Micro.blog

ChrisJWilson
ChrisJWilson

@GR36 I understand this statement. microblog really isn’t a twitter replacement. It’s something different and I’m okay with that.

gui
gui

@GR36 I have the same feeling. It feels “empty”

ChrisJWilson
ChrisJWilson

@gui @gr36 to me, that has some appeal though. I think there’s a casual-ness missing from micro.blog there’s just a tiny bit more friction everywhere (plus I miss rich previews).

quico
quico

@ChrisJWilson @gui @gr36 Many of us are tying our own web identity to micro.blog. That may lead us to “behave”—to be serious and avoid daring statements. We‘re more detached from Twitter, and maybe it’s that detachment what makes Twitter funny and what we’re missing here.

ChrisJWilson
ChrisJWilson

@quico @gui @gr36 it’s certainly possible. I believe that if Twitter was perfect, there would still be a place of micro.blog. With twitter in disarray it changes how people look at microblog.

philbowell
philbowell

@GR36 I think a lot of that revolves around lack of feedback. There’s no indication that anyone is there for most of the time, no subtle feedbacks or knowledge that you have followers.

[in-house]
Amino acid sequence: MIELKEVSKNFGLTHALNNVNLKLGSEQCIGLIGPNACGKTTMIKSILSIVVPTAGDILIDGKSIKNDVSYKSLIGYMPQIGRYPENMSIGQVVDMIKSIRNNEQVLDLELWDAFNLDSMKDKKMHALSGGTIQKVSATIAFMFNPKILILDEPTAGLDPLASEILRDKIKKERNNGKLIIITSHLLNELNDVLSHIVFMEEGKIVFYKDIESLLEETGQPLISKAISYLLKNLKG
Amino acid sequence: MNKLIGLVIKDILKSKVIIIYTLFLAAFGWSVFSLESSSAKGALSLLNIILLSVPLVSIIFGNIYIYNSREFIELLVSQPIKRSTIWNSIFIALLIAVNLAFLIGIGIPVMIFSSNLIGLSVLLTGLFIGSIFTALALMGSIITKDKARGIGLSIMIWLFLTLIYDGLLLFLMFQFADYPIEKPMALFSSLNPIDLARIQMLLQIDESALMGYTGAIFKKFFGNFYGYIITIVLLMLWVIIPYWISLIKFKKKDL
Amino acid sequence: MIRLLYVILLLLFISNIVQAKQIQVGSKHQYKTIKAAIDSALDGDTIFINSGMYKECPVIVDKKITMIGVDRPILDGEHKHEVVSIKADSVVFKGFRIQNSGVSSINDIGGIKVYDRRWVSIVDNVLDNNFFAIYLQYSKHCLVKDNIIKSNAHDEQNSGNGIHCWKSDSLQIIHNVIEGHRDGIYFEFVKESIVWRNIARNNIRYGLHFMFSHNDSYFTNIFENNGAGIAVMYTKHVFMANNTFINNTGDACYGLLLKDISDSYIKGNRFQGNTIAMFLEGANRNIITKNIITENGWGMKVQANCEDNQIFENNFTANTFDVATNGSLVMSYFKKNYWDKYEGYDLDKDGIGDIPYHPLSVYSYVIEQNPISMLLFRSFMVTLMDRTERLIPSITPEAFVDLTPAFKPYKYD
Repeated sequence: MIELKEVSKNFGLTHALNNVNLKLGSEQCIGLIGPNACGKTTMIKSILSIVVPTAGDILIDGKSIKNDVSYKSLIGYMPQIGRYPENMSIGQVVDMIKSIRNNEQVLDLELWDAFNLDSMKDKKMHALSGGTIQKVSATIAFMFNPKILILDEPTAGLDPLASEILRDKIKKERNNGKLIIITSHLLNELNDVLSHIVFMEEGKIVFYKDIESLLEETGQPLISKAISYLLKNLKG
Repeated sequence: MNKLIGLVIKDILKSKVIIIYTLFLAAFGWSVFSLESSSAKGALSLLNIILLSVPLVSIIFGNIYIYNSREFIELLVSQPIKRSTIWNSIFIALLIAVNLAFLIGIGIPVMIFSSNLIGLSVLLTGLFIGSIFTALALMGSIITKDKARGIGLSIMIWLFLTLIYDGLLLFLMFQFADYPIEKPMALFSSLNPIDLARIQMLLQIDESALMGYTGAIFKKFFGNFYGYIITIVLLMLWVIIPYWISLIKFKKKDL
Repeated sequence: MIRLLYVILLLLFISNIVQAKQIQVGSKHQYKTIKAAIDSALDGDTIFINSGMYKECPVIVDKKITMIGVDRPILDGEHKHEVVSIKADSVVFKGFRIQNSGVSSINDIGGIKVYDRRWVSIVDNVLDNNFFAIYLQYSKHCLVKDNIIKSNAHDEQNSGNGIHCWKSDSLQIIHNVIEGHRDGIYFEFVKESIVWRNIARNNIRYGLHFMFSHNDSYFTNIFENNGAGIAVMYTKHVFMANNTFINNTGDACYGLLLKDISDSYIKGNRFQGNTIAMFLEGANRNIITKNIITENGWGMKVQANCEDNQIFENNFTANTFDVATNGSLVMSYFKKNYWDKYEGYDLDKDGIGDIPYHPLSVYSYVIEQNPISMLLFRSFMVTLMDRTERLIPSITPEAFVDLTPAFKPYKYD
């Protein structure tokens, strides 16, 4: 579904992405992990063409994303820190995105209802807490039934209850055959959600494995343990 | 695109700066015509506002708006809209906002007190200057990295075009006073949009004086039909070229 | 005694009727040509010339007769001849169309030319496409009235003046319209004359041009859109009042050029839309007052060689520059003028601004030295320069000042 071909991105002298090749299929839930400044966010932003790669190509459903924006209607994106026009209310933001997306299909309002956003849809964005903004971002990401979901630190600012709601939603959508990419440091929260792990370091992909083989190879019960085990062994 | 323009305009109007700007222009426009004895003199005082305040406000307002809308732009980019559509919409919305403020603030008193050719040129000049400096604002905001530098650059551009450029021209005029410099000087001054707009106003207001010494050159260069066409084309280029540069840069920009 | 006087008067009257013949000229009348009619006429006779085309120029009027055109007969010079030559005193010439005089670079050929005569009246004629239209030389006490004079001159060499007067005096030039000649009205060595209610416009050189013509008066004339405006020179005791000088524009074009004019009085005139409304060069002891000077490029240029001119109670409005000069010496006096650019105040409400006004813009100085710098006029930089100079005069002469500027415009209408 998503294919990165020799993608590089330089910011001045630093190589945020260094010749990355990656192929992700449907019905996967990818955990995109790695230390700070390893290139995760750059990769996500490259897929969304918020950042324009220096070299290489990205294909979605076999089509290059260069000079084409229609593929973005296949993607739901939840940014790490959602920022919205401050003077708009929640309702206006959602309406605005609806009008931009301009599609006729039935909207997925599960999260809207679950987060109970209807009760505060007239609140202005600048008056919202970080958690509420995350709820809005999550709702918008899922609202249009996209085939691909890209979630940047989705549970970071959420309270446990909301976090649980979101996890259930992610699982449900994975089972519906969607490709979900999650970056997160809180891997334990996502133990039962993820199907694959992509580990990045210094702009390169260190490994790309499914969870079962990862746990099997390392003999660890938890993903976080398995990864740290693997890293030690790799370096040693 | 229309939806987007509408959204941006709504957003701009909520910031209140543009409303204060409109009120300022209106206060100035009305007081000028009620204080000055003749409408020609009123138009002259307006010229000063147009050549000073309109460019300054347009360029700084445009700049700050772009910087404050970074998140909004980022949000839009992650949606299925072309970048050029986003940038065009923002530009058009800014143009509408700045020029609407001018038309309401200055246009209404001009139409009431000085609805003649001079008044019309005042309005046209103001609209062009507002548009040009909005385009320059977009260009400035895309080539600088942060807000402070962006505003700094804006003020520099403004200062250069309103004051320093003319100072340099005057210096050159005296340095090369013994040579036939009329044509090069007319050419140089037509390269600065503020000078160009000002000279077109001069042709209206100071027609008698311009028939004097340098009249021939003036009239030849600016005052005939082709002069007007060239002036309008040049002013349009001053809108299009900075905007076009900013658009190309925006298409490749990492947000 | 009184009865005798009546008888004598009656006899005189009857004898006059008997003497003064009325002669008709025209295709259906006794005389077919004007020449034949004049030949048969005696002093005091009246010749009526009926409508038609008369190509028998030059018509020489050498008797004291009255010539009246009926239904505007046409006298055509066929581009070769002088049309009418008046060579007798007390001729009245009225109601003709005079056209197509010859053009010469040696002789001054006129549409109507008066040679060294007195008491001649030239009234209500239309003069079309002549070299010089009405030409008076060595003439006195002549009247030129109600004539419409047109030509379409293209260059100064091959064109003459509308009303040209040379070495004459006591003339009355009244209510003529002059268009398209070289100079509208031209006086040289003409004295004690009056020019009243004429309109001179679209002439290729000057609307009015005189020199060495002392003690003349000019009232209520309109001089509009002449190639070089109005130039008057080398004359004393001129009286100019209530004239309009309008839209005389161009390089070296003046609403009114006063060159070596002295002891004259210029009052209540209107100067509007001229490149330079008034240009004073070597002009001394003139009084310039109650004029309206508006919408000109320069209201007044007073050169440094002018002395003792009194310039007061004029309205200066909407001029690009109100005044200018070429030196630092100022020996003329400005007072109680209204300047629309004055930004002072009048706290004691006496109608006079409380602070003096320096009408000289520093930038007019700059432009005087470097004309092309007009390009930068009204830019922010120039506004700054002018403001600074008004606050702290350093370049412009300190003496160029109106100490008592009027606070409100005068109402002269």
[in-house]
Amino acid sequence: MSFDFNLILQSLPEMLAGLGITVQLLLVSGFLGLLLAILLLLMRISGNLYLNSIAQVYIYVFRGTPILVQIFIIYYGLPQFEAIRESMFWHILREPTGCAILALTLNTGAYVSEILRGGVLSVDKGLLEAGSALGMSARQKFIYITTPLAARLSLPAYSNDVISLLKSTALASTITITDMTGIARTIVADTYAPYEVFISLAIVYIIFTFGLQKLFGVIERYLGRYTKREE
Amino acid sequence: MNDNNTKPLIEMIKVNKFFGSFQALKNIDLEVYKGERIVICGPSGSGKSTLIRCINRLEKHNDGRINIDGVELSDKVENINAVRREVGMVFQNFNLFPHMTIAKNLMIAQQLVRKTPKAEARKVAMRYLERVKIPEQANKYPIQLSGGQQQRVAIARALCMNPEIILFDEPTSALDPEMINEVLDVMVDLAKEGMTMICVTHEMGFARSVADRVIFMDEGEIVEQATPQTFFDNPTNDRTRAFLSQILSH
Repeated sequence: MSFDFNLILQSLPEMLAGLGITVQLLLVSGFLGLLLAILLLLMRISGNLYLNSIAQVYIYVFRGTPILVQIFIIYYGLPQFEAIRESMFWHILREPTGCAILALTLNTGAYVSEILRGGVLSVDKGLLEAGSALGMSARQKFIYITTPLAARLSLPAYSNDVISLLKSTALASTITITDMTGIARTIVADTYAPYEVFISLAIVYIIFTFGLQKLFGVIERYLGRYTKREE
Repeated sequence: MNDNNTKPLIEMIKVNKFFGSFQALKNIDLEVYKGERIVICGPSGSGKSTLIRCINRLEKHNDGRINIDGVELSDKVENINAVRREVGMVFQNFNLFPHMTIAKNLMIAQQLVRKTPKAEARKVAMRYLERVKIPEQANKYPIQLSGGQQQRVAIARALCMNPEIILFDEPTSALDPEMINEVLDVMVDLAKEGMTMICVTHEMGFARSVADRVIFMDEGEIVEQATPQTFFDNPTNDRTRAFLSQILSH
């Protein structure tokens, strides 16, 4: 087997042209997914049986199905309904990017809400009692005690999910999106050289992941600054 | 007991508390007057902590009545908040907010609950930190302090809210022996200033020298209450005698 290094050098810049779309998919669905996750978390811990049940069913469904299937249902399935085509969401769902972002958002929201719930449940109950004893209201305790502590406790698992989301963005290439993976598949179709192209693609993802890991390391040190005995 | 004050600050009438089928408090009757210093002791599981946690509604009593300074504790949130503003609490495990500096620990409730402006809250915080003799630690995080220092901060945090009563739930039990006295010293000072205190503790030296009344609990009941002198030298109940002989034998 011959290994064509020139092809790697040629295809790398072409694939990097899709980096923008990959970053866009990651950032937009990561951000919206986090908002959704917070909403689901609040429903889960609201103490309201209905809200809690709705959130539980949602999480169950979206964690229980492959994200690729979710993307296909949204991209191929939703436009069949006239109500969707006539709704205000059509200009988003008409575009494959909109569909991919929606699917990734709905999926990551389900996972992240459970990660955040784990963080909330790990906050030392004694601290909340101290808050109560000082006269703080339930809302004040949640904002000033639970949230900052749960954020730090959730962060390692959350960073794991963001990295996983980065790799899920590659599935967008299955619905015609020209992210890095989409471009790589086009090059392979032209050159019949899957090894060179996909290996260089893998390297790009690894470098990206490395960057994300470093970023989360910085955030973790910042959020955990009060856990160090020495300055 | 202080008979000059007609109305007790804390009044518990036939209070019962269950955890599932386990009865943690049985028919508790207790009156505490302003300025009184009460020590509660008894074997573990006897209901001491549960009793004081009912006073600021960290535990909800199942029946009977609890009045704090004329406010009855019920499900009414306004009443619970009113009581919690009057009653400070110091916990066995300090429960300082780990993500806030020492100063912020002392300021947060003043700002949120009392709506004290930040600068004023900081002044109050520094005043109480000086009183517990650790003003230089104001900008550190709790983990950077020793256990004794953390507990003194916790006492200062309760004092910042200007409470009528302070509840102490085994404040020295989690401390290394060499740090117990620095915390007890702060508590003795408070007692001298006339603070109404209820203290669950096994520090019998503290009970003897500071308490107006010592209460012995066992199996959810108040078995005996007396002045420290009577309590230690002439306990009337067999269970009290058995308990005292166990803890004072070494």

philbowell
philbowell

@GR36 yeh, it’s a trade off and there are merits, but I’ve started realise how much those little interactions help to build relationships.

philbowell
philbowell

@GR36 it’s kind of like body language, someone acknowledging what you said has credit but in that instance it doesn’t necessarily require anything more.

EddieHinkle
EddieHinkle
@philbowell Yeah, I think you’re right. I think if something like Slack reactions gets built in, that will add a lot. It’s amazing how much Slack reactions add to the relationship with my coworkers as a remote employee.
philbowell
philbowell

@EddieHinkle yep, it’s subtle but helpful